When The Washington Post reported on virus deniers, it landed in a small town not far from Lawrence

photo by: John Henry/Journal-World File Photo

Downtown Wellsville during the Wellsville High School prom is pictured in this file photo from April 19, 2008.

When The Washington Post went looking for “coronavirus deniers and hoaxers” — as its headline said — it landed in a town not far from here.

The Franklin County community of Wellsville took center stage in the article written by national correspondent Annie Gowen, who is based out of Lawrence. Why Wellsville, a community of about 1,800 people that is just a few miles east and south of Baldwin City? I don’t know for sure, but my guess is Facebook. Your friends aren’t the only ones who read what you post. Sometimes reporters do, too.

The article starts with Walmart worker and area resident Brandon Crist re-posting a meme on Facebook after becoming frustrated with how much America has shut down.

“Does anyone know anyone who has the coronavirus?” the meme, as reported by The Post, starts. “Not just heard about them but actually know them. Statistically none of us are sick . . . yet concerts are canceled, tournaments are canceled and entire school districts shut down. Out of total irrational fear. If you have not previously feared the power of the media you should be terrified of them now. They are exerting their power to shut down America.”

Apparently, the Post did a little looking to see where Crist was from, and the next thing you know a national reporter and photographer last Sunday were in the community, which is about 25 miles south of Lawrence.

“I heard from somebody at church that somebody from The Washington Post was in town, and I said ‘you’ve got to be kidding me,'” Wellsville Mayor Bill Lytle told me Friday.

The Post found several people to talk to. The reporter noted services went on as scheduled at the Wellsville Baptist Church, although it noted efforts were underway to get them moved to online in the future. Pastor Bill Hendricks was quoted as telling his congregation to turn off the television.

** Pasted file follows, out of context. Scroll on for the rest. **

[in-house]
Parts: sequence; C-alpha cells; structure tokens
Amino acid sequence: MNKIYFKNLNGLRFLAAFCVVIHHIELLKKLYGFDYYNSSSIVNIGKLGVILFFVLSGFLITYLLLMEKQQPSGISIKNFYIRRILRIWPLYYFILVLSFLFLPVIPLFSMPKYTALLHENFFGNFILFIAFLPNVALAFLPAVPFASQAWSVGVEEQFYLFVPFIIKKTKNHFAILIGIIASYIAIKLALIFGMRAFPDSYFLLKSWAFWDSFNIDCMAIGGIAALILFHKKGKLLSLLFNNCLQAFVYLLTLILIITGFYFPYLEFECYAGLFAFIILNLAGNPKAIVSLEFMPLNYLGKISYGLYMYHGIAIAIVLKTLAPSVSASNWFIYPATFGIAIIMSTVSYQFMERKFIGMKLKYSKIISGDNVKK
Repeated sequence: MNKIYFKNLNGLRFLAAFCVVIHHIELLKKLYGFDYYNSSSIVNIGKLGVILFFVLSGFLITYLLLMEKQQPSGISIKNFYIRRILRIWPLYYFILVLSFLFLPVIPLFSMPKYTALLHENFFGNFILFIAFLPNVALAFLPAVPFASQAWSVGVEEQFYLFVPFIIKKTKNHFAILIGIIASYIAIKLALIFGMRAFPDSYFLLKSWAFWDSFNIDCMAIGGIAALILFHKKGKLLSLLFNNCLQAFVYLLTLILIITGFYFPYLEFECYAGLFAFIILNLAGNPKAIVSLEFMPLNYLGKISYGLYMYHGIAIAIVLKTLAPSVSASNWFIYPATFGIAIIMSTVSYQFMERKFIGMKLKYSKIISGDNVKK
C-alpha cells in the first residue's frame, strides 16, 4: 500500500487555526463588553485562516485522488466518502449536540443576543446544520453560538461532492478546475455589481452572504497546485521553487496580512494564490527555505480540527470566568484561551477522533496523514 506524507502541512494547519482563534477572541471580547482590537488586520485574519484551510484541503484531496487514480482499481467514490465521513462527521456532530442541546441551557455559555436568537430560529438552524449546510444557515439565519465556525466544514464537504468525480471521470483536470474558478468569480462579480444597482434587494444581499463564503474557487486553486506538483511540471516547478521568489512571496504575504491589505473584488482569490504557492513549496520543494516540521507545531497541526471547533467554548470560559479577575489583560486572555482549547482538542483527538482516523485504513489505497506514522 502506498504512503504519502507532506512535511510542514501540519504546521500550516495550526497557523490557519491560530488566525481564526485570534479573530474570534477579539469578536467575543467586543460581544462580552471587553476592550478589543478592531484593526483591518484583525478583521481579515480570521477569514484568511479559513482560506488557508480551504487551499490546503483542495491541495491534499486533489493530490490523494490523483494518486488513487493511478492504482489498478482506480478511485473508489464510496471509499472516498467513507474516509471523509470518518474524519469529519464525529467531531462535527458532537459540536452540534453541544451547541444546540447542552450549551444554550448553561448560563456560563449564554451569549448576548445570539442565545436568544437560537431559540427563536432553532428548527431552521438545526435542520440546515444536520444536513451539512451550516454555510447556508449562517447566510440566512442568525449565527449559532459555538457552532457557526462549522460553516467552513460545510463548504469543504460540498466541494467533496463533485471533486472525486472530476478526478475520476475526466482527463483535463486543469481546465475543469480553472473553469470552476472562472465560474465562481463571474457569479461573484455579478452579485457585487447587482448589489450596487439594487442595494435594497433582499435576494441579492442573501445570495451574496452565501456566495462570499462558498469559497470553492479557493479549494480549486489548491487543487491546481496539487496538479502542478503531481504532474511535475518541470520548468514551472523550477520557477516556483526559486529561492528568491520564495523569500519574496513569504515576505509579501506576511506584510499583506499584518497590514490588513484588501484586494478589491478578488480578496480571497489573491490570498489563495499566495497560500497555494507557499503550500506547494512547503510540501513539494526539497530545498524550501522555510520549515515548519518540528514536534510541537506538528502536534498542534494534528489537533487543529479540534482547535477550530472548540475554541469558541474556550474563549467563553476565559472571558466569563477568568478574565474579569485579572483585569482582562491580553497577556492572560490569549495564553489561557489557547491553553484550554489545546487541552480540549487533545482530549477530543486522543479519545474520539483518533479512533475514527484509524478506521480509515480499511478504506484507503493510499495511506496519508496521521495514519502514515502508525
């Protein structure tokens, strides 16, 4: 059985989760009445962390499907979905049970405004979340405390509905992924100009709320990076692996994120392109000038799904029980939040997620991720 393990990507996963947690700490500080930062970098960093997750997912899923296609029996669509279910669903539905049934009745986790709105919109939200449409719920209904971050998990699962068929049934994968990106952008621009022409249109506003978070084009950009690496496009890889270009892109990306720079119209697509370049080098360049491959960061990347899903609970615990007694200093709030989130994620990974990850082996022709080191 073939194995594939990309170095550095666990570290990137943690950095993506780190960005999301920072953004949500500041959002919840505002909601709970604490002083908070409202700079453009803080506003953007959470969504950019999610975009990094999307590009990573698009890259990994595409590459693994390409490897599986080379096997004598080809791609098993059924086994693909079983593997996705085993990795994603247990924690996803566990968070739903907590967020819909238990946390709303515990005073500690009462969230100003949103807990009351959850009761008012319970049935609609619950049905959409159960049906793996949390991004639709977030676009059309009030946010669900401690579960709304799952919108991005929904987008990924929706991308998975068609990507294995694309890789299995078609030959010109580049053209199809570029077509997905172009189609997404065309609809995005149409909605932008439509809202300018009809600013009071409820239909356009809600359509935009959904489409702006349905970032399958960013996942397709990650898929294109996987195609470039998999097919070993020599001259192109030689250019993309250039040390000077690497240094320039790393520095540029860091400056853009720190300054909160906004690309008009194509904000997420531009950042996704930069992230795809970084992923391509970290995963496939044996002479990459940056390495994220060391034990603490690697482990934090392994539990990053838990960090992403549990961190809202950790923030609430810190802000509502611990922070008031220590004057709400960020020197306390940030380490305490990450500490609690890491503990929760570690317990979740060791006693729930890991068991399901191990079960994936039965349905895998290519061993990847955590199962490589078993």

“What’s being played over and over again is stoking fear,” Hendricks said, as reported by The Post.

Another churchgoer, 84-year old Robert Cramer, was quoted as wondering how the virus “got out of China.”

“I just wonder how much of this is being done because they want to besmirch our president,” Cramer told The Post. “We’ve had three years of constant criticism. If somebody shot a goose in Greenland out of season they’d blame Trump.”

And the article caught up with at least one Douglas County figure. George McCrary, a banker in Baldwin City, said the media was playing down any positive news during the crisis because that’s not “what sells,” he said. He went on to tell how he has continued to go on largely with his normal routine. The article, though, did quote his daughter, Kaylin, who said she has largely hunkered down and that her father is just being “stubborn in his ways.”

Lytle, the mayor, told me the article is not going over too well in Wellsville. He said he hadn’t yet read it and probably wouldn’t. But he said if the article gives the impression that his community is full of people who don’t take the virus seriously, that is wrong.

“I think everybody is doing what they can,” Lytle said. “The town is a ghost town. The banks are drive-up only. I own a coffee shop and I’ve closed it up for a couple of weeks at least. Lots of the other restaurants are take-out or drive-thru only.”

That wasn’t exactly how the article portrayed the community. It described “relative normalcy” in the town, noting that “restaurants were open and the hardware parking lot was full.” When Lytle heard that bit about the hardware store, he had a quick response.

“I wish we had a hardware store,” he said. The town hasn’t had one for about 20 years. Lytle wasn’t sure which business the reporter may have confused for a hardware store.

He also noted that one of the main reasons downtown Wellsville had anybody in it at all that day was because there was a funeral service taking place that already had been postponed once. Wellsville folks do still come out for a funeral, or at least they did then.

In fairness to the reporter, she was in town last Sunday, and Wellsville — like Lawrence — looked different then than it does now. It seems like Tuesday was a key day here when much more activity began to cease in the community. That’s when Lytle, for instance, said he closed his shop.

The article also does allude to the idea that it is not just people in small northeast Kansas towns who may feel that the reaction to the COVID-19 virus is not always kept in perspective. The article noted that the Pew Research Center released results of a poll Wednesday that found 62% of adults believe the media is exaggerating the risk of the virus, despite dire warnings directly from health officials and medical workers across the globe.

Based on what I heard from Lytle, there are some Wellsville residents who aren’t too happy with how the media has reported on the virus in their small corner of the world.

“It was disappointing they portrayed us in that light. I think people are taking it seriously here,” he said, noting that the American Legion has canceled its Easter egg hunt.

Lytle said he, even as the mayor, doesn’t see many people anymore.

“I put out the trash and go back in the house,” he said. “I don’t see many of my neighbors.”

If you want to read the full article from The Post, you can find it here.


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